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The Third Sunday of Lent
February 28, 2016 

Listen to this homily (.mp3 file)

     I like the little story about a British fellow visiting New York. He hailed a taxi on Sunday morning and told the Irish cabbie to take him to Christ Church. The cabbie drove up Fifth Avenue and pulled up in front of St. Patrick’s Cathedral.  The British fellow took one look at the Cathedral and said to the cabbie, “This isn’t Christ Church.  Why did you bring me here?”  To which the cabbie replied, “I’m not much on names, mister.  All I know is that when He’s in town, this is where He stays!”

     I should probably apologize for telling a story that skates on rather thin ecumenical ice, but it does relate lightheartedly to today’s readings: to the Gospel, for sure, but even to the reading from Exodus where the burning question for the Israelites was: ‘Where is the Lord? Is the Lord in our midst or not?’

     For the Israelites, that was a recurring question.   Depending on how things were going for them, they either believed God was with them, or they became convinced God had utterly forgotten them. In today’s reading from Exodus the people had had it. They were tired of wandering aimlessly in the desert and getting nowhere.  t least in Egypt they had had something to eat, and water to drink, work to do, and a place to stay.  Now they had nothing, nothing but promises, and you can’t live on promises. And so they grumbled and they questioned, “Where is the Lord?  Is the Lord in our midst or not?”

     Sound familiar?  Most of us don’t find it hard to believe in God’s love and mercy when everything’s coming up roses. But when sickness strikes or a relationship fails, or we suffer a financial setback, or one of the kids gets into trouble, or we get turned down by the college we have our heart set on attending, where is God then?  All too quickly the question of the complaining Israelites becomes our question: “Is the Lord in our midst or not?”

     The Gospel story deals with the question about where God is, too, but in quite a different way.  Let me explain.  The tension underlying the initial exchange between Jesus and the Samaritan woman at Jacob’s well is something you can almost feel, isn’t it?  It’s a tension that was there long before Jesus ever arrived on the scene.  That’s because of a bitter, ongoing battle between the Jews and the Samaritans, two peoples who thought they knew exactly where God was.  They were so sure of it that they had God tied right down to a piece of real estate!  The Jews were sure that God lived among them in the temple at Jerusalem, and the Samaritans were equally sure that God’s dwelling was on top of their sacred hill, Mount Gerizim.

     It was as simple as that.  Well, not quite.  Both were adamant that God wasn’t where the other claimed he was! And each called the other “heretic”, and they despised each other.

     So we have these two currents running the scriptures today, and both have to do with the question of where God is.  One current wonders whether God is there at all (especially when the going gets rough); the other current confidently – and righteously – proclaims where God is, and does so with geographic precision.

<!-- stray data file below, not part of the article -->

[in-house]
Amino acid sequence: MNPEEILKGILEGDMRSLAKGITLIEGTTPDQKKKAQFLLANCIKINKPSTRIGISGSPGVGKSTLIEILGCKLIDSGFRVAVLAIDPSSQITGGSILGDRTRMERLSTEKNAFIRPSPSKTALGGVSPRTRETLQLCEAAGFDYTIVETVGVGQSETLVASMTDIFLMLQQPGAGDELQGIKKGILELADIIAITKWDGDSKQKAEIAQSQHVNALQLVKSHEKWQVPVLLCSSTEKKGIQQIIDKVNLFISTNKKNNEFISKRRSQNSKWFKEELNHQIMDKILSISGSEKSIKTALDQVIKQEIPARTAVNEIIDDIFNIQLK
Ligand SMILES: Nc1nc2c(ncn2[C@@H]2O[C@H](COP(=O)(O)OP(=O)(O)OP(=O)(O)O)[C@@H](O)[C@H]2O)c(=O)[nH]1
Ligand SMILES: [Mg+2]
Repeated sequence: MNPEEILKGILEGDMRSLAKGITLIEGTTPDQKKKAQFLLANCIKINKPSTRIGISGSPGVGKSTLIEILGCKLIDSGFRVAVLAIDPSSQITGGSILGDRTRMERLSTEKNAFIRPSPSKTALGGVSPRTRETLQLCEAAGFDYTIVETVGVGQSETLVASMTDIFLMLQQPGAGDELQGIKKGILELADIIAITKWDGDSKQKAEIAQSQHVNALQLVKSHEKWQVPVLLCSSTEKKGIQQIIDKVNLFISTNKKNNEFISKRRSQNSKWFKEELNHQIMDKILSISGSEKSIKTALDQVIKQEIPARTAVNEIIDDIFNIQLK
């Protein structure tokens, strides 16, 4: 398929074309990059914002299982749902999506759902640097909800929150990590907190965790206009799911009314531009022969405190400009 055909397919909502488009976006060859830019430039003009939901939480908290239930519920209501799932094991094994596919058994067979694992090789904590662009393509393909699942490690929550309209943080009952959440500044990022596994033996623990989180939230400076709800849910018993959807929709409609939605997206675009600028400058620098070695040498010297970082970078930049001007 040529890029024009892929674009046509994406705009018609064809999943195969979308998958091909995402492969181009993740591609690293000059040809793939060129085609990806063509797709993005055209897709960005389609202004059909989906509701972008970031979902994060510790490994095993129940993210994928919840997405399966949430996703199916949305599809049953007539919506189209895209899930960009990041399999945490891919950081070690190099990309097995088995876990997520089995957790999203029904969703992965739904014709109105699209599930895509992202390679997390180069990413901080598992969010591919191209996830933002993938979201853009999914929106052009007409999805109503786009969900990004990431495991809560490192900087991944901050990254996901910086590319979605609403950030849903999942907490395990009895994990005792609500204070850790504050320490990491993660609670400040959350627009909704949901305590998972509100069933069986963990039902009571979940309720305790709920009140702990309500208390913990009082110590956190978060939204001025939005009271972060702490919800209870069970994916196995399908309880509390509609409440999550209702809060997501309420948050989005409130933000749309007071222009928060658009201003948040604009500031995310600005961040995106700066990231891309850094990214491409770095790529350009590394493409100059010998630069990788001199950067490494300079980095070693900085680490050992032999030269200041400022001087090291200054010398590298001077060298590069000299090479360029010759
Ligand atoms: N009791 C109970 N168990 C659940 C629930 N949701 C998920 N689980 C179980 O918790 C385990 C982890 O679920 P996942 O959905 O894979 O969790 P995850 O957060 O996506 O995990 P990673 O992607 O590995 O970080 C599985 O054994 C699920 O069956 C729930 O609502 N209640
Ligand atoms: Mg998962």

And what are we to do with this?  The Church would like us to take a deeper look because both answers are either wrong or inadequate.  Let’s do that for just a moment.  In the reading from Exodus, the complaining Israelites quickly got back their faith in God once Moses struck the rock and water gushed forth.  No more thirst now.  Their faith flowed like water.  But what God wanted them to see was that He had been there for them all along – every bit as much when they were dying of thirst as at the miracle moment when Moses struck the rock.  It just didn’t seem like it!  It never does.  God’s message to them, and to us, is simply this: ‘I am God.  I am faithful.  I am always there – even when you are quite sure I’m not.  Maybe even especially when you are sure I’m not.’ 

     And in the Gospel story, the point Jesus makes so clearly to the outcast woman he befriends is that Jews and Samaritans were missing the point in their dispute about where God lives.  The truth of the matter, Jesus says, is that “an hour is coming - is already here - when authentic worshipers will worship the Father in Spirit and truth.” In other words, he is saying to her, God belongs to everyone and is in everyone, including you.  God cannot be tied down to anybody’s piece of real estate, no matter how holy or how sacred.  God is Spirit. Like water, God flows freely in unexpected ways and into unexpected places.

     And that is a message we all need to hear.  All of us, including the Irish cabbie!  It’s a wonderfully encouraging message for this Lenten Sunday.  It is especially so, I should think, for those among us who will be baptized at the Easter Vigil just four weeks from now.  They are entering the final phase of their journey toward the Easter sacraments.  Like us, I am sure they have their moments of doubt and desolation.  God can sometimes seem very far away.  But in the midst of their searching and wondering they have found Jesus as we have, and are coming to know Jesus as living, life-giving water, water that can satisfy every human longing and every human thirst!

     Soon, they will come to know that life-giving water in a unique way in the Eucharist.  We know it already. But knowing it and experiencing it are not the same.  May we experience today in the Eucharist the living water that is Christ!

     Father Michael G. Ryan



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Seattle, Washington  98104
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